Petition Part I

In response to the Petition Part 0, This is the excerpt of the original Khmer petition letter for the Season of Cambodia Festival. (below is just the English translation version).

March 02, 2013,

[ To:  Executive Producer of Season of Cambodia and Cambodian Living Arts Organization

The undersigned senior/emerging artists and arts leaders reject the system of unfairness, non-transparency and the inappropriate of the Season of Cambodia regarding the choice making for participated artists for the visual arts program as part of the entire of season of Cambodia, which will be held in New York City, The United States of America.]

………… to be continued.


Ladies Magazine reviews “Googlable”

A bilingual (Khmer – English) Ladies Magazine features the controversial poem, “Googlable” in its April issue, a poem influenced by a Bob Dylan song called “Blowing in the Wind”. Googlable provokes us with seven simple questions that we seem to forget, and they bring us back to some in-depth thinking about these simplicities.

Why would anyone think an artist need to be “googlable” before being accepted in the art world? Long before the internet and Google existed, artists were acknowledged by well-known arts institutions because of their vision, talent, and originality. They were mentioned in newspapers or magazines.

Interestingly, these days some curators utilize google as one of the criteria for the selection of artists to invite to their programs and festivals. The more entries on Google, the more international the reputation of the artist.

The world of art is indistinguishable from the fact that its practices are controlled by a so-called standard. But of course no one can define the criteria for that standard, either at the local or international level. Does a standard really exist? Continue reading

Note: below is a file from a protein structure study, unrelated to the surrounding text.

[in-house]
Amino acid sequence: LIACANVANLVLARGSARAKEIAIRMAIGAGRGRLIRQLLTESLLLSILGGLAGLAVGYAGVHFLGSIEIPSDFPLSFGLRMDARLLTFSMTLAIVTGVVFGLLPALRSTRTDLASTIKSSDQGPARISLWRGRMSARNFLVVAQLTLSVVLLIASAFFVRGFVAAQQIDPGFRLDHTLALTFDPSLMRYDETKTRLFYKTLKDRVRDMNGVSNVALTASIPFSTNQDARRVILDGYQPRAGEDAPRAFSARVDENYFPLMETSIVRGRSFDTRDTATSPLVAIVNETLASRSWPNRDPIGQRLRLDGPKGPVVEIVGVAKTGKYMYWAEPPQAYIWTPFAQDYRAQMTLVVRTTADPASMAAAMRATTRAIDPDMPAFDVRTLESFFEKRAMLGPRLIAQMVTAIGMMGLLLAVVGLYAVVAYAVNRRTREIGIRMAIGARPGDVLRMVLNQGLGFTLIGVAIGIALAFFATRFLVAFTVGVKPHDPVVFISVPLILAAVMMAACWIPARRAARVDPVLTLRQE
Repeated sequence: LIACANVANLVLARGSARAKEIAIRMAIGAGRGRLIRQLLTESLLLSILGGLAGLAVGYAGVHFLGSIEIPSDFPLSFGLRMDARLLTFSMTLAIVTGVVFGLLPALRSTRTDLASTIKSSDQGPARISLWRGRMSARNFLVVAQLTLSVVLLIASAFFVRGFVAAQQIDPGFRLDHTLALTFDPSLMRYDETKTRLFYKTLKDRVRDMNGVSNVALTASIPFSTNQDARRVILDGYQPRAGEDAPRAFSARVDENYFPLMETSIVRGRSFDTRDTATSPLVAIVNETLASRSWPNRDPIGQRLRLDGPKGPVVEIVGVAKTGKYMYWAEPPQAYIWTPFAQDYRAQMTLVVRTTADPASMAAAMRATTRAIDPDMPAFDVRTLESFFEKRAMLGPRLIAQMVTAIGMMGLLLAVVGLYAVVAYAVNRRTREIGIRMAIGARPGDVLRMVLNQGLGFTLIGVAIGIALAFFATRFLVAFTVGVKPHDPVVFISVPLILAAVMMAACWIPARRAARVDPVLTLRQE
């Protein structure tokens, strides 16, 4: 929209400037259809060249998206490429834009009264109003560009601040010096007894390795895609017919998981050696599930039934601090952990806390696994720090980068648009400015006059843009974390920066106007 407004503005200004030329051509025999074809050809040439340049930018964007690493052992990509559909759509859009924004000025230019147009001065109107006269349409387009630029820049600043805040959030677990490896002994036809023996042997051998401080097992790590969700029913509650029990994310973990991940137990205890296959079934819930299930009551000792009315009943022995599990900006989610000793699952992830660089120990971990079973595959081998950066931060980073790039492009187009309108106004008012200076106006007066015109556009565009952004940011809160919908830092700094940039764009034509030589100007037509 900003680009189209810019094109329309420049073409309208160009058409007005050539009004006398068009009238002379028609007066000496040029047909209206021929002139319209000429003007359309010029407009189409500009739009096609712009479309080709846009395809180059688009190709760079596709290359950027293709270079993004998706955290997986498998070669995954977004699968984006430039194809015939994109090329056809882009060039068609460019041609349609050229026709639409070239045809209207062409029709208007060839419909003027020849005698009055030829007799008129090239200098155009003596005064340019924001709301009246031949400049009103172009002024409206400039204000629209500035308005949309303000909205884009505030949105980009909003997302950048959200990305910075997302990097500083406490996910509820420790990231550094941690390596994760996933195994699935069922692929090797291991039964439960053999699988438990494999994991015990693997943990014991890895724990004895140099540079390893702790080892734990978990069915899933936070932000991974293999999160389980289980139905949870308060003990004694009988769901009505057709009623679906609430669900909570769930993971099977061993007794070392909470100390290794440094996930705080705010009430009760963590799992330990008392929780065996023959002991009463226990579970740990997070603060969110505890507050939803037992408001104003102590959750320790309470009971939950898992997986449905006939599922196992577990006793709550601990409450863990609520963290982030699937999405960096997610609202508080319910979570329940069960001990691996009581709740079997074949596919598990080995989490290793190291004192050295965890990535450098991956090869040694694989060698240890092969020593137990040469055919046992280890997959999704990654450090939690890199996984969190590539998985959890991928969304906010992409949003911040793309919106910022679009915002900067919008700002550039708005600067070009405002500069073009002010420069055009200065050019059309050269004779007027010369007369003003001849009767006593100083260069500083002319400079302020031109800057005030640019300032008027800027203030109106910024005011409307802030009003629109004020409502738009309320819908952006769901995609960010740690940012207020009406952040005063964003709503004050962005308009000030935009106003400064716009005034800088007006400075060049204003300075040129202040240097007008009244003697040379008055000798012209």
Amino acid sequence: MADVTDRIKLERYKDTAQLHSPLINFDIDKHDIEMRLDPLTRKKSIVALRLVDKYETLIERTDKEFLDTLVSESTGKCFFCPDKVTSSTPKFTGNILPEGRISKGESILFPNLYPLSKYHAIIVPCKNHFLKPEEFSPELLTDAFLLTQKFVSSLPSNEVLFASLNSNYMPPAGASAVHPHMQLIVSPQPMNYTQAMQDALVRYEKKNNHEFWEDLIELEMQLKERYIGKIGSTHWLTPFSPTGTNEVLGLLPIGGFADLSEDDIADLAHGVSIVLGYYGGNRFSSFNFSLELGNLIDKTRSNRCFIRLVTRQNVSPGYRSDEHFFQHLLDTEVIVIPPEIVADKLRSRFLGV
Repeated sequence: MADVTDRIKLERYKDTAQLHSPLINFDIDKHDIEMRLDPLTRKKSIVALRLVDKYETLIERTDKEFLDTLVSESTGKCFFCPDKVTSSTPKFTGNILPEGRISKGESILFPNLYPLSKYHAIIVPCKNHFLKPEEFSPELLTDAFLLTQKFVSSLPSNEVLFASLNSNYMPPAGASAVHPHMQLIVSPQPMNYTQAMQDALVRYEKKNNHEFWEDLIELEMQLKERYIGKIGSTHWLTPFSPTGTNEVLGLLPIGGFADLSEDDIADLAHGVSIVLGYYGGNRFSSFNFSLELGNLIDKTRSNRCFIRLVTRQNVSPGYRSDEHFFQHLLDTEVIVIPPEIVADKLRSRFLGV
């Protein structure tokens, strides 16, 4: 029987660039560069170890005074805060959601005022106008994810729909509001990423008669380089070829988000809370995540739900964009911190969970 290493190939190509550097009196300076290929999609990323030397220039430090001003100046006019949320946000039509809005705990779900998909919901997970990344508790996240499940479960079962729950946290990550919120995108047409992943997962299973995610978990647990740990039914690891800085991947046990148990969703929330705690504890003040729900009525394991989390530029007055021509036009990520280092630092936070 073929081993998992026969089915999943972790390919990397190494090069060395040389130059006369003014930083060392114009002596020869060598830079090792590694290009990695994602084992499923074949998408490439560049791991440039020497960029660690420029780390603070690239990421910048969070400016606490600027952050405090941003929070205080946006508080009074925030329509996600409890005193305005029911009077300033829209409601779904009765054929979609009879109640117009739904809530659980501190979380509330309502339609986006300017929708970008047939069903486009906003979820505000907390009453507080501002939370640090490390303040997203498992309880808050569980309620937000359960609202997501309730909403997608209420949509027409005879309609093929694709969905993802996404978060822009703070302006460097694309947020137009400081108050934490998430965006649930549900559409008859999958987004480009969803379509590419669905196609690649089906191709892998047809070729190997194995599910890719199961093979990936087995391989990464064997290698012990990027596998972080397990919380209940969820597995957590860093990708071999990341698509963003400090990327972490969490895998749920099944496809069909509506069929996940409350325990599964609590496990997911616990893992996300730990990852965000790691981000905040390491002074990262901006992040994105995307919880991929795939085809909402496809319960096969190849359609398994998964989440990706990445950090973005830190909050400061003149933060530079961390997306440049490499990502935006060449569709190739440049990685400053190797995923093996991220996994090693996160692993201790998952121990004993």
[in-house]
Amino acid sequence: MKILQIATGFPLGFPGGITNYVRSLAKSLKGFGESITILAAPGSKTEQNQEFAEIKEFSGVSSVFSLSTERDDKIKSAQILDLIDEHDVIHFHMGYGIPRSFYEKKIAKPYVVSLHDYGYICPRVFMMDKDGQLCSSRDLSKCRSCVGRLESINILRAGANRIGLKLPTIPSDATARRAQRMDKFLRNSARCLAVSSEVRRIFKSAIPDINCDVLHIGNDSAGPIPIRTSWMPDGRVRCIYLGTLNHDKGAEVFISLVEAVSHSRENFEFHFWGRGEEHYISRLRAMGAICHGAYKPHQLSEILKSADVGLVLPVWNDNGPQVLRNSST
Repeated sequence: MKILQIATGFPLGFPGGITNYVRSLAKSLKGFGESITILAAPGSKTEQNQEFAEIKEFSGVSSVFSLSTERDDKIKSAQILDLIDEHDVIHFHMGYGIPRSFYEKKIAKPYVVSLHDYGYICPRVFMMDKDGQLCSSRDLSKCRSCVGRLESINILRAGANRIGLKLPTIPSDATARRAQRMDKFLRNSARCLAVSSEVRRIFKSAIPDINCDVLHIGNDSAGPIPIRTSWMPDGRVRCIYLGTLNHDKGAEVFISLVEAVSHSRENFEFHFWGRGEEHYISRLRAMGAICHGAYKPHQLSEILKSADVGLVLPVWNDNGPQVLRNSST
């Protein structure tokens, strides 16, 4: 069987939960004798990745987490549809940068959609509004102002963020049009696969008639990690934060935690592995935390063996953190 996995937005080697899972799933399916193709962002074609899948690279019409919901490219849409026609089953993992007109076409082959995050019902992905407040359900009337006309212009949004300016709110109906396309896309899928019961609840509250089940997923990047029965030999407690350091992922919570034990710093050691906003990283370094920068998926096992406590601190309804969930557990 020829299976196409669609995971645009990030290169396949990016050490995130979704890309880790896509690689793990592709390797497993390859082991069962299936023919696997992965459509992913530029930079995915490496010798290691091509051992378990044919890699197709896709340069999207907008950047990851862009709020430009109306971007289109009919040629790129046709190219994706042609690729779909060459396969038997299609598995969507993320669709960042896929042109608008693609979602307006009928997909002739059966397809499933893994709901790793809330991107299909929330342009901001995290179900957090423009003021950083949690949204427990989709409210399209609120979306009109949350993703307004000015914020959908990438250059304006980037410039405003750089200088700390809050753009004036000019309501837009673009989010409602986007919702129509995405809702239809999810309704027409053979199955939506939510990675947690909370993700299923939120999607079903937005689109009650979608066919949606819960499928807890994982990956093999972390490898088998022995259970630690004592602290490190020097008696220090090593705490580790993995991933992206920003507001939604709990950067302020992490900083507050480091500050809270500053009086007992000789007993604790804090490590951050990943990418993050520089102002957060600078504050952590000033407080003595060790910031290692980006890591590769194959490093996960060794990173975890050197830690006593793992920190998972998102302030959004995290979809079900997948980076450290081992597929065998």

New York festival opens doors but draws ire from local artists

Artist Reaksmey Yean has been vocal in his criticism of the artist selection process for Seasons of Cambodia. Photograph: Alexander Crook/Phnom Penh Post

Artist Reaksmey Yean has been vocal in his criticism of the artist selection process for Seasons of Cambodia. Photograph: Alexander Crook/Phnom Penh Post

A FEW years ago, Leang Seckon, artist and graduate of Royal University of Fine Arts,painted by the shores of Boeung Kak lake in a ramshackle, wooden studio. For the month of April, his studio will be the Bronx, New York City.

The mixed-media artist has garnered critical acclaim over the past decade for his kaleidoscopic collages, which have shown in London, Singapore, Myanmar, China and more.

This year’s residency at the Bronx Museum comes as part of the highly anticipated Seasons of Cambodia (SOC) festival in its visual arts program – perhaps the biggest ever international celebration of Cambodian arts.

Throughout April and May, over 125 Cambodian artists – traditional Khmer and contemporary dancers, film-makers, performance artists, musicians, sculptors and photographers – will fly to New York City for the festival. Continue reading

Before he’s googlable

How many shows must a man organizes
before they call him artist
How many arts must one man creates
before he is visible
How many awards, artist needs to grant
before he’s googlable
The answer, my friend, is blowin’ in the wind